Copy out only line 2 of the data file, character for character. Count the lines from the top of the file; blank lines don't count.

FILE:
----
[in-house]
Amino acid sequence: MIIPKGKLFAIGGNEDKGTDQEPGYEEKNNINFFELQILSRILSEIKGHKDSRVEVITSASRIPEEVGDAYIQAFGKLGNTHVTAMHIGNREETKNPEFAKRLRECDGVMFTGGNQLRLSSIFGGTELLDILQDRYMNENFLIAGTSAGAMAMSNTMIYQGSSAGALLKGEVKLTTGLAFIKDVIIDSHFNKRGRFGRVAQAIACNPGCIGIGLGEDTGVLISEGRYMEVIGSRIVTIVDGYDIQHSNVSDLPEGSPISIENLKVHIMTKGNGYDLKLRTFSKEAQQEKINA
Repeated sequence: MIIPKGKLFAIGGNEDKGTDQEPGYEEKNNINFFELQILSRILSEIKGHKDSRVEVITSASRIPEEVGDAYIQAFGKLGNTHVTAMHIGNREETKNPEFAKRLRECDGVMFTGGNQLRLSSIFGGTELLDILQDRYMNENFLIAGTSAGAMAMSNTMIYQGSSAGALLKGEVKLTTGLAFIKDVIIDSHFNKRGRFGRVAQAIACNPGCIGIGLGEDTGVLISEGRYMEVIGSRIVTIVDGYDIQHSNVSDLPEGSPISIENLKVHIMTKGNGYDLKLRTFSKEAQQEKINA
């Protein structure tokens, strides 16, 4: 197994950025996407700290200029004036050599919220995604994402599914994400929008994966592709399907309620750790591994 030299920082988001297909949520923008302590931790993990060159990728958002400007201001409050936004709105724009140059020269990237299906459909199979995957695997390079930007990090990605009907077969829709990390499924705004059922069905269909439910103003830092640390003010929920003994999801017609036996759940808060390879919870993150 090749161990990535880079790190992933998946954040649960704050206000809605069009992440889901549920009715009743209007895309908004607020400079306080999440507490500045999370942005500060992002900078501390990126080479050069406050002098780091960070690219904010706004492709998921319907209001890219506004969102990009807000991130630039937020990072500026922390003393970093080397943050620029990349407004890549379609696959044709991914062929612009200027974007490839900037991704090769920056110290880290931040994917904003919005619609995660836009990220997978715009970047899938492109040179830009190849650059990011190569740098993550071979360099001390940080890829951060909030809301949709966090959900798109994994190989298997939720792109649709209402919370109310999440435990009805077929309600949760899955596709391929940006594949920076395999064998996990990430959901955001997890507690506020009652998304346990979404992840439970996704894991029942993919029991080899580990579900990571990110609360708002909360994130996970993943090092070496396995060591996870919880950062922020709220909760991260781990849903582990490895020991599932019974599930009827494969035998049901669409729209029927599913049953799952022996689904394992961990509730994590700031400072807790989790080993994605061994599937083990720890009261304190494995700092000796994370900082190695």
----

Amino acid sequence: MIIPKGKLFAIGGNEDKGTDQEPGYEEKNNINFFELQILSRILSEIKGHKDSRVEVITSASRIPEEVGDAYIQAFGKLGNTHVTAMHIGNREETKNPEFAKRLRECDGVMFTGGNQLRLSSIFGGTELLDILQDRYMNENFLIAGTSAGAMAMSNTMIYQGSSAGALLKGEVKLTTGLAFIKDVIIDSHFNKRGRFGRVAQAIACNPGCIGIGLGEDTGVLISEGRYMEVIGSRIVTIVDGYDIQHSNVSDLPEGSPISIENLKVHIMTKGNGYDLKLRTFSKEAQQEKINA